Amid an ongoing cultural reckoning that’s spotlighted anti-Black racism in the U.S, educators around the country are searching for new ways to teach Black history in their classrooms. To this end, many public school districts are incorporating the New York Times’ “The 1619 Project” into their curriculum. The 1619 Project is an interactive project (originally consisting of essays, poems, fiction, and photos, now adapted into a podcast and free online curriculum) that reexamines U.S history by centering African slavery in our understanding of America’s past and present, beginning in 1619 — the year the first slave ship arrived on America’s shores. The effort positions slavery — often woefully mistaught in U.S schools — and its legacy as critical to understanding wide-ranging aspects of American society and history.

The 1619 Project being incorporated into schools has drawn outrage and criticism from Republican lawmakers. In July, Senator Tom Cotton ’98 (R-Ark.), a

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Robots won’t take away our jobs. They will make work safer and more efficient (opinion)

As a result of the Covid-19 pandemic, industries that did not previously pose a health and safety risk to workers — such as package and food delivery, travel, hospitality and even energy, transportation and construction — now do. Many of these jobs can’t be accomplished through Zoom, requiring a physical presence. So employers are looking to technology to help protect their workers from infection. They are relying on technologies like mobile agile robots to do the myriad of jobs that require a physical presence so human workers don’t run the risk of getting sick.

a person holding a bag of luggage: A worker loads groceries for delivery into a Starship Technologies Inc. robot in Mountain View, California, U.S., on Monday, May 18, 2020. Starship is a six-wheeled ground robot that can navigate streets and sidewalks autonomously, offering on-demand package delivery for consumers and businesses. Photographer: Nina Riggio/Bloomberg via Getty Images

© Nina Riggio/Bloomberg/Getty Images
A worker loads groceries for delivery into a Starship Technologies Inc. robot in Mountain View, California, U.S., on Monday, May 18, 2020. Starship is a six-wheeled ground robot that can navigate streets and sidewalks autonomously, offering on-demand package delivery for consumers and businesses. Photographer: Nina Riggio/Bloomberg via Getty Images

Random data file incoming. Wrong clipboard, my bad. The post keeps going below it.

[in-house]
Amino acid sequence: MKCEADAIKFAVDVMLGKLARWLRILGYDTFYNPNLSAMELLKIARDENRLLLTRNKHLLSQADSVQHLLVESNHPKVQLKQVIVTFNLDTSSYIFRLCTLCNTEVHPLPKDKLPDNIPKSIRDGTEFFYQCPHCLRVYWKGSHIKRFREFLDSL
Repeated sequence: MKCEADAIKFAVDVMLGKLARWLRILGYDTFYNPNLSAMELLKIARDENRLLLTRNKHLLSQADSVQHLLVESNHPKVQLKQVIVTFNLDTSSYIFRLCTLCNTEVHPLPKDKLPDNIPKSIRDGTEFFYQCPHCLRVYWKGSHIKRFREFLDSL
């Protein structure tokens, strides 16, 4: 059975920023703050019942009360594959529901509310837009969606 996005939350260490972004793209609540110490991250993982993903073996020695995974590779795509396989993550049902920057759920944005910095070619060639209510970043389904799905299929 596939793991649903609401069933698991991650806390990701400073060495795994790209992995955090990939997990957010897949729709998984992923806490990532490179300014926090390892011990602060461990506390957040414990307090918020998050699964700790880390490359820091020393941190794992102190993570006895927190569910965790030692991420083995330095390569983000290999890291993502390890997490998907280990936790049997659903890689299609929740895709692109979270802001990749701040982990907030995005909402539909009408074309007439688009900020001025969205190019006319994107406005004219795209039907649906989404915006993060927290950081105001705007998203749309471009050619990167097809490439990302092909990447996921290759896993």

This pandemic-inspired partnership

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Readers’ Views: Local schools need more funding to reopen | Opinion

The recent article, “Pottsgrove rolls out two-pronged reopening plan,” shows how difficult a job local school districts have ahead of them as they prepare to carry out re-opening plans for the fall. None of this is easy — not for administrators, not for teachers and staff, and not for parents and students.

School districts are also dealing with revenue shortfalls due to COVID-19 that have forced them to put important projects on hold, leave open positions unfilled, and cut technology and curriculum budgets, among other cuts. Because of necessary safety precautions like those being taken in Pottsgrove, reopening comes with additional costs for the 2020-21 school year.

This summer, Pennsylvania lawmakers passed a budget that protects schools from state funding cuts, but that will not address massive local funding shortfalls over the next year. That’s why Congress needs to step up and do its part, while in the meantime our

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Column: Complete to Compete researches ways to bridge state’s skills gap – Opinion – The Columbus Dispatch

By almost every measure, Ohio’s economy has been on a roll, entering the 2020s with greater energy and optimism than at any time in decades. Having thrown off its long-held Rust Belt image, our state has embraced new technologies with a global reach and created an array of jobs for those already in the workforce as well as young Ohioans preparing for careers.

Even with Ohio’s successes, however, our ability to attract job-creating investments in new and expanded facilities has often been hampered by a mismatch of Ohioans’ skills and employer needs. The reason is that, for generations, Ohioans could achieve middle-class prosperity with a high school education or less. It is a belief that, in some quarters, has lingered. Advancements in technology and automation, however, mean that the jobs that once defined middle-class prosperity, many of them routine, manual labor, now require more advanced training. This might be even

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Opinion: School funding more critical than ever

We are living through yet another unimaginable crisis; I say yet another because, for me and so many of my neighbors, stress and crisis are more of a norm as we work to survive. My name is Bria Lindsay, and I am a single mother of three girls, a school bus driver and a Bridgeport resident.

During my high school years, I was allowed to pass a class or classes when I shouldn’t have; I strongly believe there were classes that I should have retaken, not because I was incapable, but because I barely did the work. Becoming a mother made me realize that allowing